The Market’s Response to a Crisis


I’m only watching the news in the morning so I have the rest of the day to work, do some exercise and generally be as positive as I can. I’m avoiding watching the news in the evening as it’s so easy to go to lie in bed afterwards wide awake pondering on the dreadful state of the world.

I’ve had various reactions from clients in recent weeks ranging from…

“This is going to get a lot worse before it gets better”

“It could be two to three years before the world returns to normal”

“The world may not return to normal during my lifetime”

…all the way to:

“This is one amazing buying opportunity!”

Through millennia of evolution, us human beings have been hardwired to spot danger so we can avoid it. Sabre tooth tigers and scary financial markets are both types of danger we seek to avoid.

It’s easy to get dragged into the negativity of the financial markets. Oil around $25 barrel, the FTSE100 close to 5,000, the Dow Jones close to 20,000, global stock markets down 25%…

A significant contributor to successful investing is psychological. This is really being tested now and the three key attributes here are discipline, discipline and discipline.

To keep it brief, I have two key thoughts for you.

  1. To reduce risk, you should have investments other than shares, e.g. bonds, property and cash.
  2. When will markets recover? Nobody knows. My best answer is in the past, given time, they have ALWAYS recovered.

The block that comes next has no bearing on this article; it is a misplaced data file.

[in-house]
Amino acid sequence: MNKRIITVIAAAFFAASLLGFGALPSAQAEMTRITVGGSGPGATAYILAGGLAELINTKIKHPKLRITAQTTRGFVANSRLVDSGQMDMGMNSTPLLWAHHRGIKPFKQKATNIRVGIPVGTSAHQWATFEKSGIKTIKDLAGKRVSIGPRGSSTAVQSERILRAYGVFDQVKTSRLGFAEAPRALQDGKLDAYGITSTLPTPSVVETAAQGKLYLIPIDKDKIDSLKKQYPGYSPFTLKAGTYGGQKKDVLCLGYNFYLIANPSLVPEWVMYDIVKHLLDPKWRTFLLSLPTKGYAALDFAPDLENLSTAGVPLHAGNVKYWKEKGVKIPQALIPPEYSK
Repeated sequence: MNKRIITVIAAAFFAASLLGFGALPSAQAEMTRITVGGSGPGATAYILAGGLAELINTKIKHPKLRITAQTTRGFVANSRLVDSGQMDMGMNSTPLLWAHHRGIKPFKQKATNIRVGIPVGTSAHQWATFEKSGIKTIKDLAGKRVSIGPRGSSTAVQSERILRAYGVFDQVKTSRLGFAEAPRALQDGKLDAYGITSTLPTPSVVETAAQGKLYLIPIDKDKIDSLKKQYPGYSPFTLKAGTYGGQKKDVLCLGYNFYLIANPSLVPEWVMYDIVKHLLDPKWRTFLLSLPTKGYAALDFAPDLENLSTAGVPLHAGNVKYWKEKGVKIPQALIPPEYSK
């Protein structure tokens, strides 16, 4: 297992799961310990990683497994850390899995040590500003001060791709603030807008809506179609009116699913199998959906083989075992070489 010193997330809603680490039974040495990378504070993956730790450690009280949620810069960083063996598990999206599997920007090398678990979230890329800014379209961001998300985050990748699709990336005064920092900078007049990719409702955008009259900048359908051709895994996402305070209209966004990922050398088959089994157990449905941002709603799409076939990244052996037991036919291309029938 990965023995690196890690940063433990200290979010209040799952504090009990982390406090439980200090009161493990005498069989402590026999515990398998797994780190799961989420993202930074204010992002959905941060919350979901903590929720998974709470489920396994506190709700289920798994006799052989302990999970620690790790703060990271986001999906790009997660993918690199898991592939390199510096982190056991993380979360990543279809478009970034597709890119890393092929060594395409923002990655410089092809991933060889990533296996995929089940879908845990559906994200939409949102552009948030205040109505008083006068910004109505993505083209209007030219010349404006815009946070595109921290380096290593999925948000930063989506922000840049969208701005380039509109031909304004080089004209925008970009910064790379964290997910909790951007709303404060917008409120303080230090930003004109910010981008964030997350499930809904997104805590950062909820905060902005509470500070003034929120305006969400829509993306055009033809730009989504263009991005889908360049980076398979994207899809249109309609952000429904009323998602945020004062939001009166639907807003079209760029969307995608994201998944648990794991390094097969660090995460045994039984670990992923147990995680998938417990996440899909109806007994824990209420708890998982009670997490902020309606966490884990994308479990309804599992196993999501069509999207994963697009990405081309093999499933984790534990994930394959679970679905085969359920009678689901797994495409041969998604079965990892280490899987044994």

To elaborate on each of the above:

By all means invest in the stock market. But the fluctuations of the markets if you 100% invest in shares will be such a psychological test you will be constantly nervous. Instead hold a percentage you are comfortable with in shares and the rest in much lower risk government bonds. The two have historically worked well together and will smooth out the turbulence of the stock markets.

As you can see below, the more risk you take the more money you have historically made, but then you could lose more too. There is no right or wrong answer here, it’s all about balance and your own unique circumstances.

Secondly, this too shall pass, it’s just uncomfortable because nobody knows when. Markets have always recovered and rewarded patient, long-term investors. I know it feels uncomfortable right now, but the chart below shows how a portfolio only 60% invested in shares has recovered after previous crises:


  • This too shall pass
  • Be disciplined
  • Be rational

If you are in any way concerned about your current financial situation, just pick up the phone and call either me or Adrian